Before becoming head of diversity at global airline association IATA, Jane Hoskisson already knew better than most what it was like to work in industries that lag wider diversity, equity and inclusion (DE&I) trends.
“My whole career could probably be described as ‘heavily male-dominated industries’ – so, tobacco, pharmaceutical, oil,” she says of sectors where she previously worked in a variety of human resources roles.
Crucially, some of that pre-aviation experience gave Hoskisson exposure to “organisations who have been purposeful and deliberate in changing that balance”.
Her role today is facilitating a similar change in an airline industry that is finally making progress on DE&I issues, but is still currently dominated by men in the best-paid jobs.
Indeed, when Hoskisson moved to the industry eight years ago – initially as IATA’s director of learning and development and since 2019 as its director of talent, learning, engagement and diversity – she was “really surprised it wasn’t a topic we were talking about as much as I’d perhaps seen in other industries”.
That surprise partly stemmed from Hoskisson’s belief that embracing DE&I helps to create fundamentally better and more successful companies.
“Research will tell you that if you have true diversity, you have better business results,” she says.
A need for change within the airline industry was formally recognised by IATA in 2019, when it launched two key initiatives under Hoskisson’s guidance: the 25by2025 programme and the Diversity and Inclusion Awards that are handed out at the association’s annual general meeting.
While the headline target of the 25by2025 initiative is to increase the number of women in top airline roles, Hoskisson says that the core of the programme involves regular meetings where airline members share “good practices” around making entire workforces more diverse and inclusive.
“One of the things we are trying to do is connect airlines,” she says. “The mantra we have is that in the space of diversity and inclusion, we collaborate, we don’t compete.
“The industry needs to be attractive to future generations – and it needs to be attractive to a diverse group in future generations,” Hoskisson says.
Helpfully, an increasing number of airlines are being convinced by that argument.
“What’s really surprised me about the pandemic is we went into it with about 48 airline signatories [for 25by2025]… we’re at 77 now,” she says. “During the 18 months of the pandemic we actually had a lot of people reach out to us and say ‘we really want to build back with diversity and inclusion in mind’.”
That is important, Hoskisson says, because research shows the pandemic has adversely impacted women far more than men, as they struggled to balance their work lives with other tasks such as home-schooling and caring for others.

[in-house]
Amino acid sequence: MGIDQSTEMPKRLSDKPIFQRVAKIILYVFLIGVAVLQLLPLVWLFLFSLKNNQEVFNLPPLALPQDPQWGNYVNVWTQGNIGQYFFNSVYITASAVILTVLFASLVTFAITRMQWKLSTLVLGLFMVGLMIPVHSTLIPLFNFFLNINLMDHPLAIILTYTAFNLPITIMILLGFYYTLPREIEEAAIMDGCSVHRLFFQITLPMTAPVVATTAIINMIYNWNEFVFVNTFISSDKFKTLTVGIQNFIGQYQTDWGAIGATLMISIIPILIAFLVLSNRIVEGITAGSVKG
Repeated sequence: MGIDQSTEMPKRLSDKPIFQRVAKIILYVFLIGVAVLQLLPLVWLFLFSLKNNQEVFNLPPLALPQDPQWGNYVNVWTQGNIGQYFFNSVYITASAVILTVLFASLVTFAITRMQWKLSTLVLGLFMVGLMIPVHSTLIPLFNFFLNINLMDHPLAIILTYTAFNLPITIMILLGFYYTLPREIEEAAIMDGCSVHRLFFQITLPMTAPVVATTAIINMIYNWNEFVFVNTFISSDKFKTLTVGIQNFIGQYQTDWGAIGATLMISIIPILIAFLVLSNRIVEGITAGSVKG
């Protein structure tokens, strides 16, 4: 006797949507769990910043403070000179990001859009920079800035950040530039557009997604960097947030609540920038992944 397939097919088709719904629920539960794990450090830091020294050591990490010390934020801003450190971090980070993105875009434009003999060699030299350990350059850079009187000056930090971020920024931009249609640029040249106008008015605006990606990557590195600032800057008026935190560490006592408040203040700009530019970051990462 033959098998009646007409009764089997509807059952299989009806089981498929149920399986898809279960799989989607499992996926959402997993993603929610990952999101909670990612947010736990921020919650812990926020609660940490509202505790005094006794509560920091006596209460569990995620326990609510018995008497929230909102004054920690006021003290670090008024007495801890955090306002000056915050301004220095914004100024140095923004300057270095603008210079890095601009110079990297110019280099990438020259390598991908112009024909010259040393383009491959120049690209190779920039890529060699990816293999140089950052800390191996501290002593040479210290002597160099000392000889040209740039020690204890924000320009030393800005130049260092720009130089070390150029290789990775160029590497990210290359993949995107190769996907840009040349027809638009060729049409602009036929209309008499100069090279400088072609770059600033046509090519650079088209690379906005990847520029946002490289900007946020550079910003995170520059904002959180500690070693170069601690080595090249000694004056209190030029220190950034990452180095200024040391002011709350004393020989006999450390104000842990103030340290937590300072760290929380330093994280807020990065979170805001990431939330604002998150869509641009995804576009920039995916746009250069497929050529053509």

“What I am so proud of is that airlines are recognising that,” she says. “They are recognising that it is super important to build back and be mindful and purposeful about diversity and inclusion.”
The Diversity and Inclusion Awards, meanwhile, have become one of the key events at IATA’s annual gathering, as the industry seeks to highlight its progress on the issue.
And in 2021, more than ever, the stories of standout women and businesses – this year’s winners were Air India executive director Harpreet A de Singh, McLarens Aviation aviation engineering consultant Lalitya Dhavala, and Japanese carrier All Nippon Airways – were a welcome example of positive aviation narratives.
“Despite all the bad news [during the Covid-19 crisis], it’s really important that we celebrate the successes,” says Hoskisson. “We always talk about how ‘you can’t be what you can’t see’ and of course that’s why the awards are so important, because it’s highlighting these very inspirational people and companies that are doing this really strong work on furthering the diversity, equity and inclusion agenda.”
While much of IATA’s work on the issue focuses on gender, Hoskisson is also clear that diversity encompasses a much wider range of considerations.
“The reality is that you can’t talk about gender without looking at the other elements of diversity and inclusion,” she says.
Hoskisson gives the example of “under-represented minorities” in an airline’s particular geography, insisting that “if you haven’t got that representation [within your workforce], you’re not really looking after the whole gamut of diversity, equity and inclusion”.
Ultimately, it is about “making sure you don’t exclude anyone – that [employees] feel they can bring their best selves to the workplace”, she states.
Hoskisson is also keen to stress – particularly to those sceptical about DE&I efforts – that progress on the issue “doesn’t mean we’re going to alienate” any groups. “It means we’re going to be diverse and we’re going to make sure everyone is brought in on the journey,” she says.
Hoskisson highlights the work of one airline, that pitches its gender diversity target among senior leadership as being “not less than 40%” male or female.
“I like that mentality… because there may well be times where you have airlines that have more than 50% women in their senior leadership teams, and that shouldn’t be the norm either.”
And on the subject of senior leadership, Hoskisson is clear about who can make the biggest difference to the industry’s progress on DE&I.
“None of this can happen without senior leadership looking in the mirror and really role-modelling the change,” she says. “And that’s about more than lip service – it’s about proactively looking at their talent and making choices.
“The airlines that are doing this brilliantly have got really strong leadership with their CEOs, who are saying: ‘This has got to change; I’m prepared to challenge and I’m prepared to ask questions’.”